- Underestimating how long it takes to do a task
If any of these sounds familiar then I am afraid you are guilty of procrastinating, however there are some easy and simple steps you can introduce at work, school, college and even to household tasks which can make a difference.
Some tips on how to overcome procrastination
Dealing with the volume of work
If you have bigger tasks or projects to complete then try breaking these into smaller bites or jobs to do. It will seem less daunting that way and you will get through the main task(s) quicker.
Creating lists for your tasks to tick off as you go is also highly beneficial, it helps to organise and structure your work and once it has been completed you get to cross it out. Is there anything more satisfying?
Resentment and rebellion
For this one you are going to have to work out who your resentment is aimed at, and then deal with those emotions. Even if turning work in late or not being on time seems like a good way to annoy the person your resentment is directed at, in the long run the only person you are going to harm is yourself. Bad work or continually being tardy isn’t going to bode well for your career prospects.
Breaking out of your bad habits
A great technique you can employ here is the Pomodoro Technique. This is a very clever time management method developed in the 1980’s. It breaks down work time into manageable intervals, traditionally 25 minutes.
There are 5 steps to this technique:
- Decide on the task/job to be done
- Set the Pomodoro timer (traditionally 25 minutes)
- Work on the task til the timer rings
- Take a short break/have a reward (3-5 minutes)
- Every 4 Pomodori take a longer break (15-30 minutes)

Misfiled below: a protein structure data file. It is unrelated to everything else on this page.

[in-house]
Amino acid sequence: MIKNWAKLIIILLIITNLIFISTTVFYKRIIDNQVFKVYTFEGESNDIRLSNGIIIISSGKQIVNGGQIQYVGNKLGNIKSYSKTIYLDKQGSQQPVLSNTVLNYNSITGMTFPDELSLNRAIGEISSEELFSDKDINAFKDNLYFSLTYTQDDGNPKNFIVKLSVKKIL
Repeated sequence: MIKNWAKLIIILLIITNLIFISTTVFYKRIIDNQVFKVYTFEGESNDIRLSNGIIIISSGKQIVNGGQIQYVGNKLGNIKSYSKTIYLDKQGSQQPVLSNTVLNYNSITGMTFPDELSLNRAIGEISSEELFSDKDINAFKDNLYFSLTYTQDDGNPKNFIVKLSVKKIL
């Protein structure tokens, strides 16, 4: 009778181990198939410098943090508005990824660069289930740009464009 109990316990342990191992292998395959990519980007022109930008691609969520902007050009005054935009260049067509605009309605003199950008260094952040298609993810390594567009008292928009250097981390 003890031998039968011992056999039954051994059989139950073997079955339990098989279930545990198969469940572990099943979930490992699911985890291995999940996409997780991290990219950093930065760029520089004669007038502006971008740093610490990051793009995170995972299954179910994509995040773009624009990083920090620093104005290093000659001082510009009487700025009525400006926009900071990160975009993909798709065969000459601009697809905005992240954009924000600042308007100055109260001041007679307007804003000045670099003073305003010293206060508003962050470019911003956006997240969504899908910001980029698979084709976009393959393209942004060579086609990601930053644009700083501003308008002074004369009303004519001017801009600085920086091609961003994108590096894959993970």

If you are distracted during a Pomodori then the activity must either be recorded or the Pomodori abandoned and started again.
The main aim is to give the task your direct attention for the set amount of time without being exhausting, and therefore more productive and motivated.
Failure and success
If you are worried at being a failure, there are some organisation steps you can employ to help you tackle tasks better.
- If you do the jobs that you don’t want to do first then all the other jobs will be easy in comparison, giving yourself a sense of achievement.
- After lunch re-evaluate the work you have already done in the morning, go over your priorities for the day again and focus your mind and attention on tasks that need to be completed the soonest. It’s no good waiting until 5pm to do this, if you discover that you are behind then it will just cause yourself added stress.
- If you have a friend or work colleague who is equally bad at procrastinating then it might be worth getting them in on the act too. By telling them your goals/targets and when they need to be achieved by, get them to regularly ask you how you are getting on with the tasks (and vice versa) this will spur you on to get the jobs done, and if you are working on the same or similar projects you can share problem solving techniques.
If your problem is with the idea of success then there may be some questions you need to ask about how you measure your self-worth. If your self-worth is tied to what you achieve then you will always be wondering what more you have to do to be ‘good enough’ and this is true if you are a perfectionist too.
And one final tip, when you have finished your task, do one more job or start another project before you finish for the day or take a break, when you come back to it you will be ahead of schedule.